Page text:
-this one freak game is what accounts for a lot of the skewed numbers that John R has noticed
Game 4 (Away) vs. Sonics: Lakers 24 fouls, Soncis 27 fouls
-closer, but notice in the two away games so far the Lakers still foul less
Game 5 (Home) vs. Twolves: Lakers 18 fouls, Twolves 26 fouls
-Andrew Bynum shoots 10 and Kobe 7 of the Lakers total 27. If one actually watched this game, it should come as no surprise that on a night that Bynum was fed in the paint he was fouled. A lot.
Game 6 (Away) vs. Blazers: Lakers 26 fouls, Blazers 24 fouls
-Here it is. The only game out of six that the Lakers fouled more than their opponent. This is out of 3 home games and 3 away games.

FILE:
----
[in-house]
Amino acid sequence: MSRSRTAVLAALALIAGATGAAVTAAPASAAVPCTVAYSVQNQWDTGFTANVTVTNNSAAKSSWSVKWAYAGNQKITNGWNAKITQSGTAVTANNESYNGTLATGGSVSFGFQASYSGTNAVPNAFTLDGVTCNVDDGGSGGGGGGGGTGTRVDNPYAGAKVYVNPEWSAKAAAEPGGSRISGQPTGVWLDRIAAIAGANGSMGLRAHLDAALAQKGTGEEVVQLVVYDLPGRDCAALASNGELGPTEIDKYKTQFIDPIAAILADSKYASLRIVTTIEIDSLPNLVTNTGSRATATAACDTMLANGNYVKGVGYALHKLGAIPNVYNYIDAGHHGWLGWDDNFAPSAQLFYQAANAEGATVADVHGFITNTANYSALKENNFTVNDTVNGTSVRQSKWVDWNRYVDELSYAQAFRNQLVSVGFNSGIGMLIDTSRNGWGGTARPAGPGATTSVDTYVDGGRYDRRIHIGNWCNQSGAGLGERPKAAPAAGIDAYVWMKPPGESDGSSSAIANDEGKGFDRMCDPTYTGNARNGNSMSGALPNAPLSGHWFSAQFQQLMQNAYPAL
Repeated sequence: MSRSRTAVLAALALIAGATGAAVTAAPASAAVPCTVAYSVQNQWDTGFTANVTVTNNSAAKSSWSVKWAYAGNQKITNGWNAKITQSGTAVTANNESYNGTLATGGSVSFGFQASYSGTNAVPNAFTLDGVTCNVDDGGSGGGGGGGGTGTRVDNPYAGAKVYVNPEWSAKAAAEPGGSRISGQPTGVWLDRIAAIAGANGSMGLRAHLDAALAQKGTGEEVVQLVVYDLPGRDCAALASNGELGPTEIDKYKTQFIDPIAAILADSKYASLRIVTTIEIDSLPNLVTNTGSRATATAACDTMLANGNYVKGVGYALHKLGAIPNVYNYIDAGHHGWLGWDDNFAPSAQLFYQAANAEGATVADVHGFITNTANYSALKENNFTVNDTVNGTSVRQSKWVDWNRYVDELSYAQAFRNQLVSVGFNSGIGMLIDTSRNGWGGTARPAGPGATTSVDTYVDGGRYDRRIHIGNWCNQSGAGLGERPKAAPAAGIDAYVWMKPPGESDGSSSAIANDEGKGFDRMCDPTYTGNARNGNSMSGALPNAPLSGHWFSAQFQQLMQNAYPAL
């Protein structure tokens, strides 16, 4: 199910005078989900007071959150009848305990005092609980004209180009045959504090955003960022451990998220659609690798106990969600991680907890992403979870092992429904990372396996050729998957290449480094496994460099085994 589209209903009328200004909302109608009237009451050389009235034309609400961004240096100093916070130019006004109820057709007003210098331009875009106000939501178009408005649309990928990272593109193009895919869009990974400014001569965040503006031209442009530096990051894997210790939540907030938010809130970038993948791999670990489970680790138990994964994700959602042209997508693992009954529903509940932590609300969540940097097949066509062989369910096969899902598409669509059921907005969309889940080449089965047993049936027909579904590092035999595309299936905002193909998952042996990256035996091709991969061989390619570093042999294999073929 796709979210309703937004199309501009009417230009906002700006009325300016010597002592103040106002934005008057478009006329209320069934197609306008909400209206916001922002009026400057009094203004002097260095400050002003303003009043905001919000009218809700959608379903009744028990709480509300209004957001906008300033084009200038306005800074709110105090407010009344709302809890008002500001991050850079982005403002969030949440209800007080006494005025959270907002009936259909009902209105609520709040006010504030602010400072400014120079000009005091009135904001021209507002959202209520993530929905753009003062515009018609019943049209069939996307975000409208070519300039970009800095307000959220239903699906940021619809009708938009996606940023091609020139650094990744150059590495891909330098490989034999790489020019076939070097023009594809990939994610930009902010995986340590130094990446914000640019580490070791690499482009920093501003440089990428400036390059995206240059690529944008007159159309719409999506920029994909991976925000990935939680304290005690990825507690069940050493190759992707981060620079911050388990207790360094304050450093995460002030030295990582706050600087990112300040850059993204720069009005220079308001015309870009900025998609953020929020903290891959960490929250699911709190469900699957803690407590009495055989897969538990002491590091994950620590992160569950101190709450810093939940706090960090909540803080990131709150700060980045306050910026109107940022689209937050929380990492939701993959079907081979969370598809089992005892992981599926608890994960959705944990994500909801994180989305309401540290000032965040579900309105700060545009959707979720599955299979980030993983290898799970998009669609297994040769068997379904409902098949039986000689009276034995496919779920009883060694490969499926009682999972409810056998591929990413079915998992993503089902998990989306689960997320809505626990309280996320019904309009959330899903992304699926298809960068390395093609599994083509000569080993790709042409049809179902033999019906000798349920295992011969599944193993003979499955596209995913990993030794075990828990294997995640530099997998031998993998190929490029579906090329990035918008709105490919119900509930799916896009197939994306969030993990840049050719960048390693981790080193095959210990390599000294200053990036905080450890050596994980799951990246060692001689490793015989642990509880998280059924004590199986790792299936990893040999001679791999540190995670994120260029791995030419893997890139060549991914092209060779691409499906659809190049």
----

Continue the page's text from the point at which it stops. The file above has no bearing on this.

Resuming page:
So the Twolves game where Bynum destroyed and the first Sonics game account for the big discrepancy. That first Sonics game, they were just off. Like the Lakers were off the following night. You can also factor in the Suns game, where they played like doo-doo. Maybe one could make a case for home town cooking in that Sonics game. But I watched it and didn’t see anything weird. But the Suns and Twolves just had bad games and got burned. Thus, the discrepancy John R. has noted.
Craig W says
A blogger on another blog brought up some statistics on Lamar that I thought quite illuminating – also logical. When he plays big, somewhat athletic PFs he has bad games. I guess it should seem obvious that Lamar gets exhausted and discouraged when he gets beat up defensively. That means there won’t be as much activity On offense.